The state is very industrialised, such as its car and motor industry BMW and AUDI.  It also has an important agricultural sector. And it is Germany’s beer country. It has today 624 breweries, f.ex. the well-know Löwenbräu from 1383.  The Bavarians manage to drink a good part of their beer. Each person consumes in average 140 l beer a year ( the average for the rest of Germany is 107 l ). And it happens in particular during the famous OKTOBER-FEST each year – a tradition since the early 1800.

It is also interesting to think about why beer is and has always been so important. It is actually considered – at least in Germany – as a Lebensmittel, as food. Originally it was already in the Middle Ages necessary for survival – and not only in Germany.  You could not drink the water. It was heavily polluted. So you had to drink beer – in mornings, for lunch and for dinner. And also in between. So people were constantly a bit drunk. Apart from the dangerous water, life conditions were so tough that it helped to get your chunk of beer.  An additional angle to all this is that also today a beer is often called a “bajer” in Danish. This is because beer came from Bayern. 

Bayern is a very nice area to visit. München – the capital – is the pearl. It is very lively and has an atmosphere like in the south of Europe. People often call it “Italy’s most northern city”.   The region of Franken is famous for its wine. Do not miss it !

And now some information about the coming local elections:

Bayern has 2.031 municipalities ( Gemeinde ) and 71 regions. Altogether 39.500 posts are up for election. You can vote, when you are 18 years old. Citizens from other EU countries may vote and be candidates.  The Brits no longer, of course.  The election period is 6 years.

If no candidates get over 50 % of the votes in the first round on March 15, a second round in the municipality concerned will take place a week later – and the two candidates with most votes compete with each other.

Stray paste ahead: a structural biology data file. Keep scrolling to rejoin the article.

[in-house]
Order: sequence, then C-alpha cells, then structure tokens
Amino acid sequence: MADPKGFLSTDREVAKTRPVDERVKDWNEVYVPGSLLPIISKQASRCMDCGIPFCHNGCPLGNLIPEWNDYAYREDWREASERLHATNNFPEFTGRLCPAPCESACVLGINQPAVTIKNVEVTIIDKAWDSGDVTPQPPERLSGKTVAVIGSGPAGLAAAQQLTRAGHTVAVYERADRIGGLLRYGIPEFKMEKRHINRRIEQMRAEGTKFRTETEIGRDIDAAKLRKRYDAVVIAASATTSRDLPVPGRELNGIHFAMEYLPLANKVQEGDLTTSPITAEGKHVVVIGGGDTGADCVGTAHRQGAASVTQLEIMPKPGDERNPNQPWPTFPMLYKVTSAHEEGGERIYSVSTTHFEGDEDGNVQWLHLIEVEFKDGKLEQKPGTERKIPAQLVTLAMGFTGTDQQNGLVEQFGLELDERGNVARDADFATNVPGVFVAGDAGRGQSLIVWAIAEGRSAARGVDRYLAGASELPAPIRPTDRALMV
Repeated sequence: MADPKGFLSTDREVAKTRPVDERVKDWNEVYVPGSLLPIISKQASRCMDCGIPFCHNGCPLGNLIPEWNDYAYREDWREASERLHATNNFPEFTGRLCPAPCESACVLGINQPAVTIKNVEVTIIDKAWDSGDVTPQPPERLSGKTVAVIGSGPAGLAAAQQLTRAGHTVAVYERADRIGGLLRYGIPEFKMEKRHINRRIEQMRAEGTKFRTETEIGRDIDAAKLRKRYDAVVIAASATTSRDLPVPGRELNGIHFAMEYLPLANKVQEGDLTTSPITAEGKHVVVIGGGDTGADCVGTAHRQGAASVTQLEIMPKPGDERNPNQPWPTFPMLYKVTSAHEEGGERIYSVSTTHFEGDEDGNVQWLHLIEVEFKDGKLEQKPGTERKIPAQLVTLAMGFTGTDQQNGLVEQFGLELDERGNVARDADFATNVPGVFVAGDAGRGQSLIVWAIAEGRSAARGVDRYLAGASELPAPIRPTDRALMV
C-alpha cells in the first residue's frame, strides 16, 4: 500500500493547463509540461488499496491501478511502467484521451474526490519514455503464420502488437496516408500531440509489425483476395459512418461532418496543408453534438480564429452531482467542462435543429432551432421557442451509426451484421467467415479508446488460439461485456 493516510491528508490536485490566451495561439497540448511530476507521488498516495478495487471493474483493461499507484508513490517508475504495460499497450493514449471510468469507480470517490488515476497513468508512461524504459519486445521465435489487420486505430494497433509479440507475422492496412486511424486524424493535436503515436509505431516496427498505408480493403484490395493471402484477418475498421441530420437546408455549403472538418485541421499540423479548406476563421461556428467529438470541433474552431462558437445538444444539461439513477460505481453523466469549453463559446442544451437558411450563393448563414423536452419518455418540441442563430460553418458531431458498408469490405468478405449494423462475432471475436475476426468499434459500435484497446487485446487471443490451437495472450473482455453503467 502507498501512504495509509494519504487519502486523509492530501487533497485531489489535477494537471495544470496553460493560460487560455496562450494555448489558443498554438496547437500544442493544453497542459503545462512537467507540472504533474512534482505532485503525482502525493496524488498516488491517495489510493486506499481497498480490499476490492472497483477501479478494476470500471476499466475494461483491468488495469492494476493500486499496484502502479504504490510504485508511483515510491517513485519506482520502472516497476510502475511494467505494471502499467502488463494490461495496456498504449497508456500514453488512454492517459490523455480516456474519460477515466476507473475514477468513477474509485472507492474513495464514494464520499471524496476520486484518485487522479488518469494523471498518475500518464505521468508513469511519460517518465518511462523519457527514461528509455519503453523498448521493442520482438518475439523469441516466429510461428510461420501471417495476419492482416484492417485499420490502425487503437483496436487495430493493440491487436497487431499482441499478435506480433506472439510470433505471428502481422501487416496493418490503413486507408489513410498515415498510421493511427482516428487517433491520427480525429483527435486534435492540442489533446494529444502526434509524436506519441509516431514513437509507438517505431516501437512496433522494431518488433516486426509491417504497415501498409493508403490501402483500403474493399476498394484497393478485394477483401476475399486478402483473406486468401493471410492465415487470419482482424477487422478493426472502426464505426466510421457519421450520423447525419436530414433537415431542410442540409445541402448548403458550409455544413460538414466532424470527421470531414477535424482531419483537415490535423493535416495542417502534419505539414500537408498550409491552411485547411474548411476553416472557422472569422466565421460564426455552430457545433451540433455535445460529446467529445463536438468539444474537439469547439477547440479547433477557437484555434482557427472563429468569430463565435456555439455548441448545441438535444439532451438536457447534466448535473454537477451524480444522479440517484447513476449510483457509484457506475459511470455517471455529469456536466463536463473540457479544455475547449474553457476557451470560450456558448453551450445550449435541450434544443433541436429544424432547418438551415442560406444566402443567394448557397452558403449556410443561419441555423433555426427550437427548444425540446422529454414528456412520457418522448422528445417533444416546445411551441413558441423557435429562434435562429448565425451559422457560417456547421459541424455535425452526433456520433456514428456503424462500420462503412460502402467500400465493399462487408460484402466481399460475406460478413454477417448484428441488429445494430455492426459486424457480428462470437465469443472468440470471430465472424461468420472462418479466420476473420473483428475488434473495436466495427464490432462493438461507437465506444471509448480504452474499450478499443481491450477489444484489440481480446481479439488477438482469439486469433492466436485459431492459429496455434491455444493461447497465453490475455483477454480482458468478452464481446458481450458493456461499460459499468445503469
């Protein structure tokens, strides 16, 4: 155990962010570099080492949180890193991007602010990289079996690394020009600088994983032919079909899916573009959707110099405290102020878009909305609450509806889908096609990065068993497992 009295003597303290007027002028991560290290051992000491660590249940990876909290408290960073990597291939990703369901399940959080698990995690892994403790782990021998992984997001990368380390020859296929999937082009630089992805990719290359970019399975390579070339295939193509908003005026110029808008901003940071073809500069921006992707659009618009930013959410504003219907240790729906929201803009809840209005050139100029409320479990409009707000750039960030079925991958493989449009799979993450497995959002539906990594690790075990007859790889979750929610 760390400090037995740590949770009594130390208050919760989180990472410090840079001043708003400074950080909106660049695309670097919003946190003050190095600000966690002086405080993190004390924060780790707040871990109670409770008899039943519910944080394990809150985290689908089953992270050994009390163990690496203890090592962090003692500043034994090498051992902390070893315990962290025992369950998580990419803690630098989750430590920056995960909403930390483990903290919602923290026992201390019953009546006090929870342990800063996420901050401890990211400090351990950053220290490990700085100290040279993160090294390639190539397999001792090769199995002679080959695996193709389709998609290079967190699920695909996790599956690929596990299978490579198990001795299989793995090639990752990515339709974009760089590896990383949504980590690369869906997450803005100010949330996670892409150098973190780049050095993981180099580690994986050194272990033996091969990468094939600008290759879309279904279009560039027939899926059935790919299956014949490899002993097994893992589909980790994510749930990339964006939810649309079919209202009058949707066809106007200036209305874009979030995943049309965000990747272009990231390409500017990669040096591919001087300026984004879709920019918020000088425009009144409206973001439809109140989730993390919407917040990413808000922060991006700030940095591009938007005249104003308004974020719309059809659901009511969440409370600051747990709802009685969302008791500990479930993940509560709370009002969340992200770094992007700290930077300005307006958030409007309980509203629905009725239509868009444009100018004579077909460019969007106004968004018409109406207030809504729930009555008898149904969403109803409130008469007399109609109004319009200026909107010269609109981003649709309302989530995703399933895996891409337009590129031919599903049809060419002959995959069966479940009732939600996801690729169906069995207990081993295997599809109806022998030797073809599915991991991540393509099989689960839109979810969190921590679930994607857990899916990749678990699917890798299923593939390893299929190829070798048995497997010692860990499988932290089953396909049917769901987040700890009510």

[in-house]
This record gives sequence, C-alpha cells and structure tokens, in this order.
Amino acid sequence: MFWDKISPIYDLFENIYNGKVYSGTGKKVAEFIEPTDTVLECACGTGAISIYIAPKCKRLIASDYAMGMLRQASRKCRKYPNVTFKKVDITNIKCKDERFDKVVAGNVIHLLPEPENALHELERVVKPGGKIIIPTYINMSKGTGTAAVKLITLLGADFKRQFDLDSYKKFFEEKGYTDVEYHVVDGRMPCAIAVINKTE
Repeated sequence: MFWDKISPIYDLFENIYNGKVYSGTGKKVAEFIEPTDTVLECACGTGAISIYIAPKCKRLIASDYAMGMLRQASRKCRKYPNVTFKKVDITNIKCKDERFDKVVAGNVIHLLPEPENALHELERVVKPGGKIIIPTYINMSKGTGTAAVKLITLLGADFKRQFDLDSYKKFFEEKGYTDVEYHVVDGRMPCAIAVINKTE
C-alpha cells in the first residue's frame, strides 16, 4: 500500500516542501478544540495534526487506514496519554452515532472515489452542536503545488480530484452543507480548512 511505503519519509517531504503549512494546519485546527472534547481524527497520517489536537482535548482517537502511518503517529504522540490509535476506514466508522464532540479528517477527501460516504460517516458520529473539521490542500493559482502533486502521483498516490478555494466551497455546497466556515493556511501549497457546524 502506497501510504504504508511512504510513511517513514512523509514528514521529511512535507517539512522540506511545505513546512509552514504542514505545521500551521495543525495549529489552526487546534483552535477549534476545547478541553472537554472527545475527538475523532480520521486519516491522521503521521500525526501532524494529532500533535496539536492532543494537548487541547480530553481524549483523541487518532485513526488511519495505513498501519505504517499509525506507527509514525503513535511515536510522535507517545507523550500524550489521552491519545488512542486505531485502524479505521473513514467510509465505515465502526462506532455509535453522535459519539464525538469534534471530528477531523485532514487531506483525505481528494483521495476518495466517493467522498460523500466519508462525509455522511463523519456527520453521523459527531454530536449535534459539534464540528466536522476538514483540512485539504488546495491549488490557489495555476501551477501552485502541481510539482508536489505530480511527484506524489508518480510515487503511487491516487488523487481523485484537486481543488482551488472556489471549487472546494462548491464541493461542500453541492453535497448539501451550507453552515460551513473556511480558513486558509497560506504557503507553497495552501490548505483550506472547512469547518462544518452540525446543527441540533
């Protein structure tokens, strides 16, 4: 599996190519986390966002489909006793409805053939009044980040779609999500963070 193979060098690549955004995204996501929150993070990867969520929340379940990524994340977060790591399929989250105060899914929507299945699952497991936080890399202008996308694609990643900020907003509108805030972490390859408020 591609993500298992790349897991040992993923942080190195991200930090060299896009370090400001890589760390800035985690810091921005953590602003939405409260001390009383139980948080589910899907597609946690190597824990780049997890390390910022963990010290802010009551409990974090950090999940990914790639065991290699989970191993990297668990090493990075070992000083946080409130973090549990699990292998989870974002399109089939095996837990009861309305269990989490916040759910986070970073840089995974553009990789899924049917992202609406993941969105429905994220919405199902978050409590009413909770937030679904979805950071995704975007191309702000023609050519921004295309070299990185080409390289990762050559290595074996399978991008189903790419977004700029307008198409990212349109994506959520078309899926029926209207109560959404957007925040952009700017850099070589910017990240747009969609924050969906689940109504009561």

Politics in Bayern has for many years been dominated by  CSU, the Christian-Social Union. It is a sister party to CDU in the rest of Germany. But during the recent elections the party has lost ground – to SPD as well as to the Greens.  That is why it is very interesting to see how things will go this time.

Europe is not an important theme in this election. It is generally not disputed.

When the capital München is concerned I will mention the three main candidates for the post as Lord Mayor ( Oberbürgermeister ):  Dieter Reiter ( SPD ) – the present mayor.  And two younger female candidates:  Katrin Habenschaden ( die Grüne ), and Kristina Frank ( CSU ).  See their photos below.

If you want to follow the election campaign and its results you can do it in three English-language German media:



3)      THE LOCAL:     

You can, of course, also follow it in German in the biggest newspaper in Bayern:



March 9:

Much is written and said about the CORONA virus and what it means. I have also earlier contributed with a couple of comments about it.  Today I want to address a very practical aspect of it. Washing hands.  Something we all know the importance of. But do we know enough about it? And do we know how?  Personally, I am quite sure that I can and ought to do better. 

I have found a very instructive description in English. Even with practical illustrations. 

When you first read WHY this is so important ( and not just right now ), then you are very motivated to read further on about HOW.  And hopefully starting doing it rightaway.

And be aware of one more thing:  regular hand soap is much better and more efficient that all sorts of hand rubbing alcohol. Soap destroys the vira you have on your hands.  And then it is much cheaper.